The contractual disputes my hypothetical blockchain merchant may face are familiar — they differ only in format and understanding. If the merchant business and its customers do not read the contracts into which they enter, are they bound? Generally, yes, unless there was fraud, duress or coercion. Should customers and merchants be expected to read code? I think there is great room for improvement here.

When a smart contract is created, there is frequently a document in human readable, ornatural language, form which is supposed to be the basis for the smart contract code. However, some process-related transactions which are required to operate under the software platform may not be included in the contract — for example, what happens if the transaction fails (no currency or no performance) or what happens when either the merchant or the buyer changes an account address after the parties have agreed to the transaction. This may be handled in the blockchain, but the terms may not be reflected in the natural language contract. These could become routine fixes because the problems are common in regular contracts, i.e., if one party breaches, identify the remedies in the contract (select breach remedy options to include in smart contract code); no changes without the parties’ permission (flag when anyone attempts to modify/change code). The mirror image rule would be useful under these circumstances.

For my hypothetical small business, what problems may it face under U.S. regulation and tax laws?

The Wall Street Journal has been very busy publishing articles on bitcoin. On July 19, 2016, it posted an article about whether nations should issue bitcoin. On June 24, 2016, it published an article about how bitcoin may be taxed. In my opinion, working through the kinks now will help shape policies and regulation later.

The WSJ tax-related article identified issues which may be faced by virtual currency owners and investors. The author referred to a letter sent to the IRS by an accountants’ advocacy group, the American Institute of CPAs. Specifically, the author asked whether virtual currency owners and investors would face capital gains tax penalties each time virtual currency is sold. In 2014, the IRS’s answer was yes, if the virtual currency wasbeing held as an investment asset. If it is used as a substitute for currency, i.e., barter or trade, then anyone using the virtual currency would face the same tax liability as that related to earning regular income, regardless of the form in which the barter appears.

Here is the IRS position copied from Notice 2014–21 under FAQs:

“Q-7: What type of gain or loss does a taxpayer realize on the sale or exchange of virtual currency?

A-7: The character of the gain or loss generally depends on whether the virtual currency is a capital asset in the hands of the taxpayer. A taxpayer generally realizes capital gain or loss on the sale or exchange of virtual currency that is a capital asset in the hands of the taxpayer. For example, stocks, bonds, and other investment property are generally capital assets. A taxpayer generally realizes ordinary gain or loss on the sale or exchange of virtual currency that is not a capital asset in the hands of the taxpayer. Inventory and other property held mainly for sale to customers in a trade or business are examples of property that is not a capital asset. See Publication 544 for more information about capital assets and the character of gain or loss.”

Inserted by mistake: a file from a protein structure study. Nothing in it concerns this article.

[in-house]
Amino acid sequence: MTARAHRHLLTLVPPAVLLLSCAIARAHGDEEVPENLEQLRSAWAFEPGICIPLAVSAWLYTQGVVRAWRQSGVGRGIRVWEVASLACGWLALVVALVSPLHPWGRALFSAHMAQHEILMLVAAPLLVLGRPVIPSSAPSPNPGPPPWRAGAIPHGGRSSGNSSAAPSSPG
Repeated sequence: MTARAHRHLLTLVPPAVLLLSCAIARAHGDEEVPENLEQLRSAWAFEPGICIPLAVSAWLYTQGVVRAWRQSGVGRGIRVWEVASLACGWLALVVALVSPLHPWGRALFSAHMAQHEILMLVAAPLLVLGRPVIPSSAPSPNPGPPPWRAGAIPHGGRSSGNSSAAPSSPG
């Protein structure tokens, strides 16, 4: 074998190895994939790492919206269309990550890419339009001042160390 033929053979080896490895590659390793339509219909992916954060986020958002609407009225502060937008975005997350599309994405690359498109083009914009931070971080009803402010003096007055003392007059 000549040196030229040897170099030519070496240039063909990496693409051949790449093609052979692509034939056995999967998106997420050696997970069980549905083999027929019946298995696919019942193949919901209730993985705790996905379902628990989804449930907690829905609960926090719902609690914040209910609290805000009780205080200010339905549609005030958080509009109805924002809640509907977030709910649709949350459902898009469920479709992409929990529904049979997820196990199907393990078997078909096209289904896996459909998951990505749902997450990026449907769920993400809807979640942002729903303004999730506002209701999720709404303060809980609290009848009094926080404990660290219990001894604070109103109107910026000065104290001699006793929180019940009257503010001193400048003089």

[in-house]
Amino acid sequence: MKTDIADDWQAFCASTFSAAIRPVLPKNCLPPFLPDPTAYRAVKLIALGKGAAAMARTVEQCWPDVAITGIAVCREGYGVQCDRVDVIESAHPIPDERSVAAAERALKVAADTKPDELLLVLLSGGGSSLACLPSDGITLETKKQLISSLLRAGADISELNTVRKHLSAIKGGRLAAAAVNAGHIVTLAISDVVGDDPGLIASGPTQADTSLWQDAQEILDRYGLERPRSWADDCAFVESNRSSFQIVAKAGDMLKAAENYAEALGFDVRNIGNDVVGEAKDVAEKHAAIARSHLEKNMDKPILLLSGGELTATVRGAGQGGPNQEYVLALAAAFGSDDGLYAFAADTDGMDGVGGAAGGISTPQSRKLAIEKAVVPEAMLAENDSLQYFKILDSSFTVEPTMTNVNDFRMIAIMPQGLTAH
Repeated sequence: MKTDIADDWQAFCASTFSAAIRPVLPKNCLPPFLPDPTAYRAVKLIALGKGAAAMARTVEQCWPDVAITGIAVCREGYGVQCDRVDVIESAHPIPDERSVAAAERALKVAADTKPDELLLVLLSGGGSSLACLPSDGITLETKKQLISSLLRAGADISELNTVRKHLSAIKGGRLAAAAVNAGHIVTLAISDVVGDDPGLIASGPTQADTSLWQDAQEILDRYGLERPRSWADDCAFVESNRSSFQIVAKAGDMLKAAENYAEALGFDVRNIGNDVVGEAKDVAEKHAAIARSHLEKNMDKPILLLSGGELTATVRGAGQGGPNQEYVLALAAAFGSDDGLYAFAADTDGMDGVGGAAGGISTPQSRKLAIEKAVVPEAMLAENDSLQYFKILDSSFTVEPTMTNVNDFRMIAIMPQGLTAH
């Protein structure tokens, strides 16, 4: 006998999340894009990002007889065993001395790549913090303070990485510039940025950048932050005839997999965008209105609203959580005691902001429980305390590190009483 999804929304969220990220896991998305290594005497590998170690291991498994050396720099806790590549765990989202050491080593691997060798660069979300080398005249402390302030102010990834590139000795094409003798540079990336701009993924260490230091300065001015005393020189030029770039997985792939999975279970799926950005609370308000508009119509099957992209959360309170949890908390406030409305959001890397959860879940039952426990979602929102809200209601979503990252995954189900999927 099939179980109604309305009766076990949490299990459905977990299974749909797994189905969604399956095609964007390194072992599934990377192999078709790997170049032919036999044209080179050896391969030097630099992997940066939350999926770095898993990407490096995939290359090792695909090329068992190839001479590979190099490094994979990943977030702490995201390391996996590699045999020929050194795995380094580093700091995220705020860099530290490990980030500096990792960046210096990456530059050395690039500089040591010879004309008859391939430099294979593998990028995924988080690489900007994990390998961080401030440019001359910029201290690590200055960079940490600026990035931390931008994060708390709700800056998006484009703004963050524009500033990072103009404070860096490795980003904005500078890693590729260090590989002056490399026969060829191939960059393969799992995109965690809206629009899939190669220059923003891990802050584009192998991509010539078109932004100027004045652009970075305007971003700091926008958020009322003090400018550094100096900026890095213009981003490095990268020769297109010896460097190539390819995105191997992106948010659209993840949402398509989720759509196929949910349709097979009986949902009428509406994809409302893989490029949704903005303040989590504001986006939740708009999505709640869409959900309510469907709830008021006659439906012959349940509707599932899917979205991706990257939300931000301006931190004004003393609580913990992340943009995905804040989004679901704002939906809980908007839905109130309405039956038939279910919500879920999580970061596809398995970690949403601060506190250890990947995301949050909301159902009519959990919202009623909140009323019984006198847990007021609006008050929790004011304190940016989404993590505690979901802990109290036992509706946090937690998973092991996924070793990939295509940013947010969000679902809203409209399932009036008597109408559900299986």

In the U.S., taxpayers who trade services for goods, or goods for goods, are required to report the income value of the services or goods received. The letter referred to in the June 24 WSJ article asked for additional guidance from the IRS with regard to tax reporting in order to assist their members. However, for purposes of the hypothetical small business, it may be sufficient to consider that if cryptocurrency is being traded for goods or services, the tax laws would be applied in the same way as regular income, and not subject to capital gains tax penalties.

So it appears that like most U.S. taxable events, the local/regional/state/country tax laws apply. As a point of reference, these issues have been addressed similarly for online transactions.

Absent startling revelations about smart contracts or cryptocurrency, these tax obligations should be familiar to small business owners. If not, small business owners should familiarize themselves with the relevant tax laws or secure professional tax advice before accepting/trading cryptocurrency.

As for the smart contracts, careful design, planning, and predictable dispute resolution remedies will assist in promoting smart contracts as a viable business tool for small and medium-sized businesses.

[This article was posted previously on Medium on 7/26/16.]

Cynthia M. Gayton is an attorney, educator and speaker. She has advised small and medium sized software development companies as well as arts and entertainment businesses and individuals. She has an undergraduate degree in international affairs with a concentration in science and technology as well as a J.D. Nothing in this article is purported to be legal advice. You can contact the author via email at [email protected].